• Include the URL to your LinkedIn profile on your Human-Voiced Resume, up at the top with your name, email address and phone number.
  • Include your LinkedIn profile URL in your email signature.
  • Add your LinkedIn profile URL to your consulting business cards. You don’t have those yet? Now is a great time to order them! 

rocket-d What to do when your PC freezes or locks up

My-Computer-Keeps-FreezingIt happens to everyone at some point. Without any warning, whether you’re working on an important project, browsing aimlessly or trying to beat your high score on Solitaire, your computer suddenly freezes. You wiggle the mouse, click the buttons a few times, tap some keys on your keyboard – and get nothing. Your 21st century piece of technology is as useless as a pet rock. What do you do next?


OK, this step is obvious. But don’t pull the power plug or flip the switch on the power strip. Instead, press and hold the computer’s power button for 5 to 10 seconds. This will restart it with less disruption than a power loss.

There are a few things that can happen next. Let’s look at the three most typical ones and what you should do next.

1. Computer starts fine

If the computer starts up fine, back up your important information immediately in case a serious problem is on the way. If you don’t, you might find yourself scrambling through more complicated ways to get files off a dead computer.

Then use the computer as you normally do, because it may not freeze again.Find out why a restart often makes problems disappear. But if the computer does freeze again, keep reading for more steps to take.

2. Computer asks you how to boot

While restarting, the computer might say there was an error with Windows and ask if you want to start normally or in Safe Mode. The first time, choose to start Windows normally. Then back up your data and keep using the computer.

If it freezes again, choose to boot in “Safe Mode with Networking.” Then use the computer and, if it doesn’t freeze again, the problem is probably software. If it does freeze again, it could be software or hardware. Keep reading for tips to investigate both.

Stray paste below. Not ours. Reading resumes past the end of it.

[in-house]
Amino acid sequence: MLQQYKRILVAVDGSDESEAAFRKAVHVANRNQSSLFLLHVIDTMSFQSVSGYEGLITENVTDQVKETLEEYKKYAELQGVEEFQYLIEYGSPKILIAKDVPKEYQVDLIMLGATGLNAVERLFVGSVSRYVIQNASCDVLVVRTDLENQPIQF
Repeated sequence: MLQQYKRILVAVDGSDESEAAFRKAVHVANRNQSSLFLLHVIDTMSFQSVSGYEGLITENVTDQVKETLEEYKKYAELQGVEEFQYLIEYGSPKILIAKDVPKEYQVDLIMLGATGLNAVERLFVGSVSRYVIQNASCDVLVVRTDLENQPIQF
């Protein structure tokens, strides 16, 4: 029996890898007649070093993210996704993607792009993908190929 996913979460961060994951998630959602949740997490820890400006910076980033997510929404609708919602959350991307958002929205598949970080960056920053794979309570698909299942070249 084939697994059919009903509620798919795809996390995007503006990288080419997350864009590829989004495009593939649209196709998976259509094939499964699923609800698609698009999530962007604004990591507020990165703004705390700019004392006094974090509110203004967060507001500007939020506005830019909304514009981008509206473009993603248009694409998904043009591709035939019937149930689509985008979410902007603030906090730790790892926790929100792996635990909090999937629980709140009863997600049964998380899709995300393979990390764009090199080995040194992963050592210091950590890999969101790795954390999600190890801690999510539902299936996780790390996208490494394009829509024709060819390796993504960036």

3. Computer freezes again immediately

If the computer freezes again immediately after you reboot, whether in normal mode or Safe Mode, then the problem could be software, but it’s probably hardware.

Now we’re going to look at some ways to find the cause and fix it.

Basic software troubleshooting

An occasional or consistent computer freeze could be the result of a program acting up. Use the keyboard shortcut CTRL + SHIFT + ESC to open Windows’ Task Manager, then select the “Performance” tab. In Windows 8.1 and 10, you might need to click the “More details” link at the bottom of the Task Manager to see it.

Start using your computer as you normally do, but keep an eye on the CPU, memory and disk categories. If the computer freezes, and one of these is really high, then that could be your answer. Make a note of which area was really high, then restart the computer and open Task Manager again. But this time, choose the “Processes” tab. Sort the list by CPU, memory or disk, whichever was really high the last time the computer froze, and see what process pops up to the top of the list as the computer freezes. This should tell you what software is acting up, so you can uninstall or update it. Learn how to unravel what processes tell you about your programs.